Bald Eagle: here’s the scoop
Once abundant in North America, the bald eagle became rare in the mid-to-late 1900’s due to trapping, shooting, and poisoning as well as pesticide-caused reproductive failures. In 1978, the bald eagle was listed for protection under the Endangered Species Act. Since 1980, gentler treatment by humans along with the banning of DDT (the bird’s main pesticide threat) have led to a dramatic resurgence. This species has undergone a large and statistically significant increase over the last 40 years in North America, equating to a 779% increase over 40 years!
The Zoo is home to two rescued bald eagles. Our male eagle, Taz, came to us in 2004 from a rehabilitation center in Alaska after he was injured by flying into a power line. He was not able to be released due to the extent of his injury, but now has a forever home here at the Zoo alongside our rescued female bald eagle. Our female eagle, Birda, was found in Massachusetts as a juvenile. She was emaciated and had a severe eye injury which needed to be removed. These majestic birds were not able to be returned to the wild and the Zoo has been able to provide a permanent home for them.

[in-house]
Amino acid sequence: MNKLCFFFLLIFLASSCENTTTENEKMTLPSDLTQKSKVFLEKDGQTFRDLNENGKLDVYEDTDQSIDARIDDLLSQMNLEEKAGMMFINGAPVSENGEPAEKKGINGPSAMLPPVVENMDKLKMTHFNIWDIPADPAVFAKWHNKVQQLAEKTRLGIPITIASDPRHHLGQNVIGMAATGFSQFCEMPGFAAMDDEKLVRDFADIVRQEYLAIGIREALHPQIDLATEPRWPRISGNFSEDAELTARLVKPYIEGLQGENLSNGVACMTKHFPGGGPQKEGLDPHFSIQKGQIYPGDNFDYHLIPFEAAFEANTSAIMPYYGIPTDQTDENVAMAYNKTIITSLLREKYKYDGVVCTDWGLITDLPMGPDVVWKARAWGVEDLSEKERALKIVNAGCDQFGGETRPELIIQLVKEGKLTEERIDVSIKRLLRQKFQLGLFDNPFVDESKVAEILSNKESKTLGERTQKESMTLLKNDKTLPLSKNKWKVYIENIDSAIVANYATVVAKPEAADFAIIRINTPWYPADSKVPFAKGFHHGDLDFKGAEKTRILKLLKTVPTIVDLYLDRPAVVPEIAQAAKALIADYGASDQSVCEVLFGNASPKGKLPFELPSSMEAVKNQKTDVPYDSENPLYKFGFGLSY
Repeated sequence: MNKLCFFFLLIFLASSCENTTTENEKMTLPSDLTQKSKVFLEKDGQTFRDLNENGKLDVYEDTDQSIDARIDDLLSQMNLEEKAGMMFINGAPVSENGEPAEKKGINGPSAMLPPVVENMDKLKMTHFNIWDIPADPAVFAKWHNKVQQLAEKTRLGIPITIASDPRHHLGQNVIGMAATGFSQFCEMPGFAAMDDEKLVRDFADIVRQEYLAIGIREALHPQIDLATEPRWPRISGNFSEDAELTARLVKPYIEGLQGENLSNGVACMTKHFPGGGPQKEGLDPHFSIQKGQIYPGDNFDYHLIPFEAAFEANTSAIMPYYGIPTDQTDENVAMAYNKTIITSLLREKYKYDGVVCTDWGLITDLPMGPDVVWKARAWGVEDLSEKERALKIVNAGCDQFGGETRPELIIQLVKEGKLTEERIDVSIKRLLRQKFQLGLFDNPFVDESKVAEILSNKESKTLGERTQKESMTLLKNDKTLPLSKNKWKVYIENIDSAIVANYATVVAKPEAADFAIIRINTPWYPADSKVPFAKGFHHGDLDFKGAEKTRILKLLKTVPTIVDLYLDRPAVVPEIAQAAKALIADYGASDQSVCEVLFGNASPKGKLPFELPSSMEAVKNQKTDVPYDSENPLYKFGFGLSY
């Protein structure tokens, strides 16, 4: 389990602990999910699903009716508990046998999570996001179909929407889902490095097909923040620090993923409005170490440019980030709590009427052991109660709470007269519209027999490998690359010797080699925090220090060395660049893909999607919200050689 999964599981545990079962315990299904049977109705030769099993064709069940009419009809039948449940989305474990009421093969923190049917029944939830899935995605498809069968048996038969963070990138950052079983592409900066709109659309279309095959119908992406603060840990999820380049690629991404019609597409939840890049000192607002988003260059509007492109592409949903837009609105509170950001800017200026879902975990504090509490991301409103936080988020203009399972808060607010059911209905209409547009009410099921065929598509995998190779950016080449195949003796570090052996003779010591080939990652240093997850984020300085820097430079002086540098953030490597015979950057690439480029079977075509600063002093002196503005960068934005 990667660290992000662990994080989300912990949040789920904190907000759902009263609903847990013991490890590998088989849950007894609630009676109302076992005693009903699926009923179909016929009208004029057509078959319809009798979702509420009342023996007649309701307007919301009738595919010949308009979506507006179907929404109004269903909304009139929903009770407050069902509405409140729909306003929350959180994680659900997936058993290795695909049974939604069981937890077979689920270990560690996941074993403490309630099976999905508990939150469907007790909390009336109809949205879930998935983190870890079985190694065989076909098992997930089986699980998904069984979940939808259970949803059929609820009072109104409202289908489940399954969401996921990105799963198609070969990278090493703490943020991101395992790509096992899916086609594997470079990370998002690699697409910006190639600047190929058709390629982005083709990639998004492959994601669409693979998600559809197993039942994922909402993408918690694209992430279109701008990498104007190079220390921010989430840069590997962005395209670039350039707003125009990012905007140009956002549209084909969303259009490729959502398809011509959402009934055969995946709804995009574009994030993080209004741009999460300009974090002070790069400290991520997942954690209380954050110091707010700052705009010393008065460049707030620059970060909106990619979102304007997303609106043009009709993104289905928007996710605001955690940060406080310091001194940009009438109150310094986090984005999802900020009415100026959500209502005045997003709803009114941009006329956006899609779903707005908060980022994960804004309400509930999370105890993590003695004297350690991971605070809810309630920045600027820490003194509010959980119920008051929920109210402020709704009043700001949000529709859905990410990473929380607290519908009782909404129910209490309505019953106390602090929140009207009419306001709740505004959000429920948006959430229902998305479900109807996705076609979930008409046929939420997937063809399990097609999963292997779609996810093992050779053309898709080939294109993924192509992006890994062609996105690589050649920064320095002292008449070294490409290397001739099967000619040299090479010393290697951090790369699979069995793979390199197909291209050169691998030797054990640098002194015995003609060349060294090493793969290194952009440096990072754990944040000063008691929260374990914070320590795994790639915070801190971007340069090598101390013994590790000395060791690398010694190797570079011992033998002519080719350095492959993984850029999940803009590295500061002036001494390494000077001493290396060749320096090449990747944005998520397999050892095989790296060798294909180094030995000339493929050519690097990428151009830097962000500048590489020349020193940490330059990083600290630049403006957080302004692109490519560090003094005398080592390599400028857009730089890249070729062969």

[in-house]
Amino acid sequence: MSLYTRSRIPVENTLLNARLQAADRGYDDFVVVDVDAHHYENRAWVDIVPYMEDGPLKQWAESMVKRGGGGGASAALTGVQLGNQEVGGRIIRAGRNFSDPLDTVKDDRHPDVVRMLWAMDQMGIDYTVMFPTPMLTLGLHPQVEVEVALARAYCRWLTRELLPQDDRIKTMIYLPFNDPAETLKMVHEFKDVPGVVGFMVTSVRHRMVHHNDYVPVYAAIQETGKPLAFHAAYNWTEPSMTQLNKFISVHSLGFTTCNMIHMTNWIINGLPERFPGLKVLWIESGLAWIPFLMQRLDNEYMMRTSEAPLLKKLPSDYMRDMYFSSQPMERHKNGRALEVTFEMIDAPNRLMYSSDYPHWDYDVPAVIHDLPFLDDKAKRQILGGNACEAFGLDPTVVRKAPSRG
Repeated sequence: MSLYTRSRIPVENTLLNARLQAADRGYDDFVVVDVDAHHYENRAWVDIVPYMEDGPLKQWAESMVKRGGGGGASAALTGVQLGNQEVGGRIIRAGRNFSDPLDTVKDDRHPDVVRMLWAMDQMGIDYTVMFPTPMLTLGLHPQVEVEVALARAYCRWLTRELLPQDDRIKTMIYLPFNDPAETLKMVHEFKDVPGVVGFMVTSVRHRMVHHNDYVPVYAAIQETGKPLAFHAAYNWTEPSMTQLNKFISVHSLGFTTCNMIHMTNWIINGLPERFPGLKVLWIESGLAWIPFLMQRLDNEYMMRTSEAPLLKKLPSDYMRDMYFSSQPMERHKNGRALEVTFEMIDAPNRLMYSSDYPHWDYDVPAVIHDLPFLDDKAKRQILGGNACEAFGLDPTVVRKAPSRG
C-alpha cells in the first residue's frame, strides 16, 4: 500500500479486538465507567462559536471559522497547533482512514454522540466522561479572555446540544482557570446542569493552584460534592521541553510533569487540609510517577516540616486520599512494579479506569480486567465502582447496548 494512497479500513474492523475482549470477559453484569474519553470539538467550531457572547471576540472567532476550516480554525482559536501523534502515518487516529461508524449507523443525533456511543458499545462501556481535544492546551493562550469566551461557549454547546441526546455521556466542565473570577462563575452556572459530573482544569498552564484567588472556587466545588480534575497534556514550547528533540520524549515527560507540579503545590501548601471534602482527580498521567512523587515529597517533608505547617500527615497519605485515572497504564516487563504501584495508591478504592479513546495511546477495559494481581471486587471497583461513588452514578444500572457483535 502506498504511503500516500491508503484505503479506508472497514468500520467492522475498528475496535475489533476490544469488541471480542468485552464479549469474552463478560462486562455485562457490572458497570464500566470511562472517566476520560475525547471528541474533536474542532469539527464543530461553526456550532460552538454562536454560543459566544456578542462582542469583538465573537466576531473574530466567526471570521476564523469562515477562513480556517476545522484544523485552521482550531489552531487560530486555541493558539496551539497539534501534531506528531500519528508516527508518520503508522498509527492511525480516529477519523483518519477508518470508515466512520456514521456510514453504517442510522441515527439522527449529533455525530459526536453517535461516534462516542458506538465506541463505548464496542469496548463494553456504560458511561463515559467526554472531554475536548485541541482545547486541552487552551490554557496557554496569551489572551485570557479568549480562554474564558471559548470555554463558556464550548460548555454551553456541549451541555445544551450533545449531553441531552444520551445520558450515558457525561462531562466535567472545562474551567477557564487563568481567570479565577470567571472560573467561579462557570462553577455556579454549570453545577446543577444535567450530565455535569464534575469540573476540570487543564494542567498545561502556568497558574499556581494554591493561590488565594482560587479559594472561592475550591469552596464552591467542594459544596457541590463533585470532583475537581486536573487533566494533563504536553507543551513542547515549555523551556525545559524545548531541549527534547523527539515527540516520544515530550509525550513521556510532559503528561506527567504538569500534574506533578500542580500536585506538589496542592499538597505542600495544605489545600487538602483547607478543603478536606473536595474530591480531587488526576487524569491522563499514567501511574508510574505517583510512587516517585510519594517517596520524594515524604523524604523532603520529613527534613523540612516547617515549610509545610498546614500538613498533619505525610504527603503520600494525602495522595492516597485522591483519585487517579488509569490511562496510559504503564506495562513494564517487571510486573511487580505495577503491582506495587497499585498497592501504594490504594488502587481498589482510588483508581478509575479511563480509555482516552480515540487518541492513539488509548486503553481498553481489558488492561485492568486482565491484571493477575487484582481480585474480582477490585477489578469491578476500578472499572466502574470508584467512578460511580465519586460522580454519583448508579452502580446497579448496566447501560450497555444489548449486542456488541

Seacoasts along rivers, near large lakes, oceans and other large bodies of open water
Primarily fish, but they also eat birds, reptiles, amphibians, invertebrates such as crabs, and mammals including rabbits and muskrats.
Up to 35 years
Did you know?
Juvenile bald eagles have mostly dark heads and tails with mottled brown wings and bodies. They attain their adult plumage and pronounced white heads around five years of age.
Canada, United States and Mexico
Widespread and abundant